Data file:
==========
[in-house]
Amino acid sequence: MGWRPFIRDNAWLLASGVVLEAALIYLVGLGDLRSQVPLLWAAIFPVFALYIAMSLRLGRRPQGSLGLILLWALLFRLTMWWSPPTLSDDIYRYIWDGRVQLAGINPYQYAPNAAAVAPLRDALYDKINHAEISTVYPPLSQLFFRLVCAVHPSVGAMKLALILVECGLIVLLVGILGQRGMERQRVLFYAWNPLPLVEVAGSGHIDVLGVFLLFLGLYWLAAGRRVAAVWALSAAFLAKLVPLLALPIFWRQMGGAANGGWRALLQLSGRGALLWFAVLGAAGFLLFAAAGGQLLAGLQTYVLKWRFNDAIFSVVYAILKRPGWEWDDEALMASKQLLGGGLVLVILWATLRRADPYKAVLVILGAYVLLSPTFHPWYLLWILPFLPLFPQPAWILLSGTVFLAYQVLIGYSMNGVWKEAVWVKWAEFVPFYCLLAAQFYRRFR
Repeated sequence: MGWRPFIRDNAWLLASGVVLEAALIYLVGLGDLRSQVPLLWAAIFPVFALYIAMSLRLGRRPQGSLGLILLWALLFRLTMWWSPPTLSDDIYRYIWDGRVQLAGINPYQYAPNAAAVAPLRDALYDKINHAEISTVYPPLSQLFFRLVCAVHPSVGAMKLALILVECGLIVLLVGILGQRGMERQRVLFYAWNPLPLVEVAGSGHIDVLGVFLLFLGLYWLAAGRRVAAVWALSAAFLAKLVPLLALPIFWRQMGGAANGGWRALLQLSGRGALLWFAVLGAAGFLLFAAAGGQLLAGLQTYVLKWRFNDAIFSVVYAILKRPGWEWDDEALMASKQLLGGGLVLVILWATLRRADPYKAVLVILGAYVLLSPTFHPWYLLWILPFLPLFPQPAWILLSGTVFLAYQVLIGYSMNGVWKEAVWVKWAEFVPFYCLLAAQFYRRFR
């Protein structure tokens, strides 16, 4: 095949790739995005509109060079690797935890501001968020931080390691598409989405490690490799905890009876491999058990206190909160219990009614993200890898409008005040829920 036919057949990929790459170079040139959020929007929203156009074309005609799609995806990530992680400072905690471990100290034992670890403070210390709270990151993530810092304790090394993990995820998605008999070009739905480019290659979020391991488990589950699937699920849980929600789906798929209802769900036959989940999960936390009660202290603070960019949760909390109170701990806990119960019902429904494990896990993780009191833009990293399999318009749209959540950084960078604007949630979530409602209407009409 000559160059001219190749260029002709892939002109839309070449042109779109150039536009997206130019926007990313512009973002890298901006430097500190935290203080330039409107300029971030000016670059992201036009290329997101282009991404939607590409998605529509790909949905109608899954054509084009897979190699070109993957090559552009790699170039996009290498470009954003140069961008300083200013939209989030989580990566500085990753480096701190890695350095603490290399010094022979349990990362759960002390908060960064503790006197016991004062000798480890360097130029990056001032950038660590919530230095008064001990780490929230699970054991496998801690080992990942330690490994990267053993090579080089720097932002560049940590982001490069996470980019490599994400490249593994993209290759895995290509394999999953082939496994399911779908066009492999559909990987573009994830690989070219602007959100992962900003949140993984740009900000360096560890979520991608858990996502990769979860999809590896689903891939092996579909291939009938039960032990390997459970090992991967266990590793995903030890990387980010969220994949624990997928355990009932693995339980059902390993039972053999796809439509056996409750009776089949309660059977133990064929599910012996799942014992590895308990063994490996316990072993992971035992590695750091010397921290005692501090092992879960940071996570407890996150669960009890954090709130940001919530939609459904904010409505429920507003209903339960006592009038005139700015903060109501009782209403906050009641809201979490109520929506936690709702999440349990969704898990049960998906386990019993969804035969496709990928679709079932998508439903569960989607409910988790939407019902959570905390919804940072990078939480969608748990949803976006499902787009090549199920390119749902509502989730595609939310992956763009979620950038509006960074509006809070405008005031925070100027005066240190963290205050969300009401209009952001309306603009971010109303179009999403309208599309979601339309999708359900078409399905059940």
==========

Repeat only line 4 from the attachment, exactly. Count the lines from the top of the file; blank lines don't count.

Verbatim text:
């Protein structure tokens, strides 16, 4: 095949790739995005509109060079690797935890501001968020931080390691598409989405490690490799905890009876491999058990206190909160219990009614993200890898409008005040829920 036919057949990929790459170079040139959020929007929203156009074309005609799609995806990530992680400072905690471990100290034992670890403070210390709270990151993530810092304790090394993990995820998605008999070009739905480019290659979020391991488990589950699937699920849980929600789906798929209802769900036959989940999960936390009660202290603070960019949760909390109170701990806990119960019902429904494990896990993780009191833009990293399999318009749209959540950084960078604007949630979530409602209407009409 000559160059001219190749260029002709892939002109839309070449042109779109150039536009997206130019926007990313512009973002890298901006430097500190935290203080330039409107300029971030000016670059992201036009290329997101282009991404939607590409998605529509790909949905109608899954054509084009897979190699070109993957090559552009790699170039996009290498470009954003140069961008300083200013939209989030989580990566500085990753480096701190890695350095603490290399010094022979349990990362759960002390908060960064503790006197016991004062000798480890360097130029990056001032950038660590919530230095008064001990780490929230699970054991496998801690080992990942330690490994990267053993090579080089720097932002560049940590982001490069996470980019490599994400490249593994993209290759895995290509394999999953082939496994399911779908066009492999559909990987573009994830690989070219602007959100992962900003949140993984740009900000360096560890979520991608858990996502990769979860999809590896689903891939092996579909291939009938039960032990390997459970090992991967266990590793995903030890990387980010969220994949624990997928355990009932693995339980059902390993039972053999796809439509056996409750009776089949309660059977133990064929599910012996799942014992590895308990063994490996316990072993992971035992590695750091010397921290005692501090092992879960940071996570407890996150669960009890954090709130940001919530939609459904904010409505429920507003209903339960006592009038005139700015903060109501009782209403906050009641809201979490109520929506936690709702999440349990969704898990049960998906386990019993969804035969496709990928679709079932998508439903569960989607409910988790939407019902959570905390919804940072990078939480969608748990949803976006499902787009090549199920390119749902509502989730595609939310992956763009979620950038509006960074509006809070405008005031925070100027005066240190963290205050969300009401209009952001309306603009971010109303179009999403309208599309979601339309999708359900078409399905059940």